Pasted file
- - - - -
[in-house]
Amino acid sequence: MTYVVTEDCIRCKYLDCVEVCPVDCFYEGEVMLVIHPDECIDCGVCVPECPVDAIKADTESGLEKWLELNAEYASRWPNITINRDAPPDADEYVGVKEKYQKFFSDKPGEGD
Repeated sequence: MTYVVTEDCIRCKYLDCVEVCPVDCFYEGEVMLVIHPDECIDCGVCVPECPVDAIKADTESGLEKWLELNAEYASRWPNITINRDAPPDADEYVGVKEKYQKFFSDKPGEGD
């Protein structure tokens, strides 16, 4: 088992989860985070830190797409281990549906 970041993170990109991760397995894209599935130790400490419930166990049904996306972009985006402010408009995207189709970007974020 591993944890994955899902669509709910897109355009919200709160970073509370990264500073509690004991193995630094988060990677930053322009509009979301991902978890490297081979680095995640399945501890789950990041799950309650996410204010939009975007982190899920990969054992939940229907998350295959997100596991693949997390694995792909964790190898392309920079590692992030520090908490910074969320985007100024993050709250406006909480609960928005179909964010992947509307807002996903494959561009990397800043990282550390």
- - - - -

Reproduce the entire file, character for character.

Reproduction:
[in-house]
Amino acid sequence: MTYVVTEDCIRCKYLDCVEVCPVDCFYEGEVMLVIHPDECIDCGVCVPECPVDAIKADTESGLEKWLELNAEYASRWPNITINRDAPPDADEYVGVKEKYQKFFSDKPGEGD
Repeated sequence: MTYVVTEDCIRCKYLDCVEVCPVDCFYEGEVMLVIHPDECIDCGVCVPECPVDAIKADTESGLEKWLELNAEYASRWPNITINRDAPPDADEYVGVKEKYQKFFSDKPGEGD
């Protein structure tokens, strides 16, 4: 088992989860985070830190797409281990549906 970041993170990109991760397995894209599935130790400490419930166990049904996306972009985006402010408009995207189709970007974020 591993944890994955899902669509709910897109355009919200709160970073509370990264500073509690004991193995630094988060990677930053322009509009979301991902978890490297081979680095995640399945501890789950990041799950309650996410204010939009975007982190899920990969054992939940229907998350295959997100596991693949997390694995792909964790190898392309920079590692992030520090908490910074969320985007100024993050709250406006909480609960928005179909964010992947509307807002996903494959561009990397800043990282550390």